Turning the lens on women over the age of sixty brought new insights on aging, and visibility.
I’ve wanted to change the world for as far back as I can remember. In fact, many of the people I talk with want to do that as well. How many times have you heard someone say, “I want to make a difference”? But in that, we fail to see we do make a difference. Every little thing we do (and don’t do) has an impact. Everything.
I’ve spent a lot of time behind a camera. What I love about taking people’s photos is the insights I gain. You need to get to know someone to create a meaningful portrait but of course, it’s filtered. Filtered by my assumptions, beliefs, and ideas. I have to question these assumptions and let them fade away.
It’s a strange thing that I can’t really explain, but what I know is that it is our relationship with ourselves that’s the key to the way we turn up. And how we turn up is key to how we behave toward others. This is how we make a difference – through our beliefs, thoughts, behaviours, and interactions.
Today, the 25th November is International Day for the Elimination of Violence against Women
It was around 2012 that I came across the statistic that 1 in 3 women and girls will experience physical or sexual violence in their lifetime. That is one billion females assaulted. These numbers were first published by the UN in 1997 are astounding.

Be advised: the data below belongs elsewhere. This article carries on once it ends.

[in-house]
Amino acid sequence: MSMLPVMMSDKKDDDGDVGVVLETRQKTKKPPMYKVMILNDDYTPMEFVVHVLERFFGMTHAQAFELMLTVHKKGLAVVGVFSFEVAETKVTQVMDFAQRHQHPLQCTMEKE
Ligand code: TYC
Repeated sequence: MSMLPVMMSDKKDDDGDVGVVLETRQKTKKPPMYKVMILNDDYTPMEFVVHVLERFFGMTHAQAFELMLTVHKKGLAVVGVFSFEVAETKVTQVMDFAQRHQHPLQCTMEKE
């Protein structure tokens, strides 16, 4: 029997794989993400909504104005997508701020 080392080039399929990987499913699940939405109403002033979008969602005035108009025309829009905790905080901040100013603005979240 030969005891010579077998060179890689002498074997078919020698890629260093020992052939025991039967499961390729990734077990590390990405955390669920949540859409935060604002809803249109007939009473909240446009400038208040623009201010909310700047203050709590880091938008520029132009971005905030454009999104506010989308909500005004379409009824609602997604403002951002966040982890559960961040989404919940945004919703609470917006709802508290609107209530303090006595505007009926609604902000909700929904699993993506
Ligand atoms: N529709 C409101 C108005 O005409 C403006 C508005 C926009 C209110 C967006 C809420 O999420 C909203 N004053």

This data is of particular interest to me because I am a part of the statistic, having experienced sexual violence more than once myself. I was 8 when it happened the first time. As I’m sitting here writing this piece, I struggle to fathom how this is still a major safety issue in 2020. The legacy of the #MeToo and many other movements have thankfully shone a light on this kind of violence and injustice worldwide.
It seems to me that this happens because of the systemic way in which we are able to attribute value to one group of people, while at the same time de-valuing others by way of a warped worldview that equates ‘otherness’ with ‘unworthiness’.
Another troubling example of where things go wrong is highlighted by the recent royal commission into the care of the elderly in Australia where I am based. This leads one to the conclusion that society has taken leave of its sense of responsibility. And in so doing it is failing our elders spectacularly with older women, in particular, finding themselves on the margins at retirement.
I believe that it is incumbent on us to ask why?
It is my experience that from very early in our lives, women and girls are sexualised and beauty is idolised, while at the same time, ageing is demonised. There is no beauty in ageing, right?
I’ve made it my mission with this project to elevate older women, and in so doing, to challenge this paradigm. My intent a project that validates older women and gives them a space to be seen, heard, and recognised purely for their being.
My aim of ‘making a difference’ is to shine a light on the insights and reflections of older women to inspire everyone and to make us wonder why our elders in general, and older women in particular, are largely invisible. The work I hope invites us to engage with the older women in our lives. To rejoice in their stories and make sense of what those stories reflect back to us about the experiences we have on a day to day basis.